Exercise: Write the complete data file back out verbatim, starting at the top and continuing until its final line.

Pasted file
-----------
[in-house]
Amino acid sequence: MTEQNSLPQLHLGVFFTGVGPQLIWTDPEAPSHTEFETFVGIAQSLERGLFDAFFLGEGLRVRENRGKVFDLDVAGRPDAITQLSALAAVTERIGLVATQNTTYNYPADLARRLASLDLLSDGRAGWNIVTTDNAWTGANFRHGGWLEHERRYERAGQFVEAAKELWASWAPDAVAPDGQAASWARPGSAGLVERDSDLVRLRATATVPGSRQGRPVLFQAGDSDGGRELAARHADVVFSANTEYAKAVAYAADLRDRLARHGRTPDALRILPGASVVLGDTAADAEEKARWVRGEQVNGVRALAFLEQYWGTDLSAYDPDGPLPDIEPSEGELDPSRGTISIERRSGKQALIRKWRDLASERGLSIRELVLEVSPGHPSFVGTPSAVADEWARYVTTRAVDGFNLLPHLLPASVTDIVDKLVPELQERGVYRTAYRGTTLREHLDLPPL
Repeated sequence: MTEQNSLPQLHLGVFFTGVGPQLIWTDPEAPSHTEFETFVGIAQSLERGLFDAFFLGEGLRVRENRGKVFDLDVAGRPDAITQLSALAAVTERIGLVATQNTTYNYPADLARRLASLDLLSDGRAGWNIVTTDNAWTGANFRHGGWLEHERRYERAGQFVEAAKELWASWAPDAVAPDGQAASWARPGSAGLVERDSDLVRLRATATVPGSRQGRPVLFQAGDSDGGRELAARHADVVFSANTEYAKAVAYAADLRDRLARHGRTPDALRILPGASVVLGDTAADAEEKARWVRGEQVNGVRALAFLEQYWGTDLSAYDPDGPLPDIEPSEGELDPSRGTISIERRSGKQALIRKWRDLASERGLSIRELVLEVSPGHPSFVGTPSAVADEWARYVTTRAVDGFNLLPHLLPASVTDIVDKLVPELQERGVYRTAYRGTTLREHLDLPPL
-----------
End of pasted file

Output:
[in-house]
Amino acid sequence: MTEQNSLPQLHLGVFFTGVGPQLIWTDPEAPSHTEFETFVGIAQSLERGLFDAFFLGEGLRVRENRGKVFDLDVAGRPDAITQLSALAAVTERIGLVATQNTTYNYPADLARRLASLDLLSDGRAGWNIVTTDNAWTGANFRHGGWLEHERRYERAGQFVEAAKELWASWAPDAVAPDGQAASWARPGSAGLVERDSDLVRLRATATVPGSRQGRPVLFQAGDSDGGRELAARHADVVFSANTEYAKAVAYAADLRDRLARHGRTPDALRILPGASVVLGDTAADAEEKARWVRGEQVNGVRALAFLEQYWGTDLSAYDPDGPLPDIEPSEGELDPSRGTISIERRSGKQALIRKWRDLASERGLSIRELVLEVSPGHPSFVGTPSAVADEWARYVTTRAVDGFNLLPHLLPASVTDIVDKLVPELQERGVYRTAYRGTTLREHLDLPPL
Repeated sequence: MTEQNSLPQLHLGVFFTGVGPQLIWTDPEAPSHTEFETFVGIAQSLERGLFDAFFLGEGLRVRENRGKVFDLDVAGRPDAITQLSALAAVTERIGLVATQNTTYNYPADLARRLASLDLLSDGRAGWNIVTTDNAWTGANFRHGGWLEHERRYERAGQFVEAAKELWASWAPDAVAPDGQAASWARPGSAGLVERDSDLVRLRATATVPGSRQGRPVLFQAGDSDGGRELAARHADVVFSANTEYAKAVAYAADLRDRLARHGRTPDALRILPGASVVLGDTAADAEEKARWVRGEQVNGVRALAFLEQYWGTDLSAYDPDGPLPDIEPSEGELDPSRGTISIERRSGKQALIRKWRDLASERGLSIRELVLEVSPGHPSFVGTPSAVADEWARYVTTRAVDGFNLLPHLLPASVTDIVDKLVPELQERGVYRTAYRGTTLREHLDLPPL